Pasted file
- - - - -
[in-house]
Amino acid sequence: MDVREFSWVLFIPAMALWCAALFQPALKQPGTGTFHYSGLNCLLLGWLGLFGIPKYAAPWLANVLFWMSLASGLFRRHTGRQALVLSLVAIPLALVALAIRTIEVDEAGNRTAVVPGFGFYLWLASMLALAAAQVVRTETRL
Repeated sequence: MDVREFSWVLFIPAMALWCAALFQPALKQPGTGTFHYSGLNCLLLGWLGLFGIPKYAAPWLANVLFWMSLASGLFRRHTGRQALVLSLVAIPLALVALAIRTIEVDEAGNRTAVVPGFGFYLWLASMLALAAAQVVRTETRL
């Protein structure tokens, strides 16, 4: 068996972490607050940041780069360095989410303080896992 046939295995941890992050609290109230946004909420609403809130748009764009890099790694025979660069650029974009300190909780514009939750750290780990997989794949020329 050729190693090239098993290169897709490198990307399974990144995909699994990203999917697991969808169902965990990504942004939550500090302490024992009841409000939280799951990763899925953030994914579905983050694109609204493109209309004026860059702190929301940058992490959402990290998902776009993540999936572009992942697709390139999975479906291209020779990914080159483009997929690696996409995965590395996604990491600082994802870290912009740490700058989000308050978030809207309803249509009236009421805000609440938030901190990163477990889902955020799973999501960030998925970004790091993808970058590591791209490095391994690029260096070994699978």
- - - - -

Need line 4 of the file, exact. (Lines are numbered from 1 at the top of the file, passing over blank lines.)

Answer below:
């Protein structure tokens, strides 16, 4: 068996972490607050940041780069360095989410303080896992 046939295995941890992050609290109230946004909420609403809130748009764009890099790694025979660069650029974009300190909780514009939750750290780990997989794949020329 050729190693090239098993290169897709490198990307399974990144995909699994990203999917697991969808169902965990990504942004939550500090302490024992009841409000939280799951990763899925953030994914579905983050694109609204493109209309004026860059702190929301940058992490959402990290998902776009993540999936572009992942697709390139999975479906291209020779990914080159483009997929690696996409995965590395996604990491600082994802870290912009740490700058989000308050978030809207309803249509009236009421805000609440938030901190990163477990889902955020799973999501960030998925970004790091993808970058590591791209490095391994690029260096070994699978």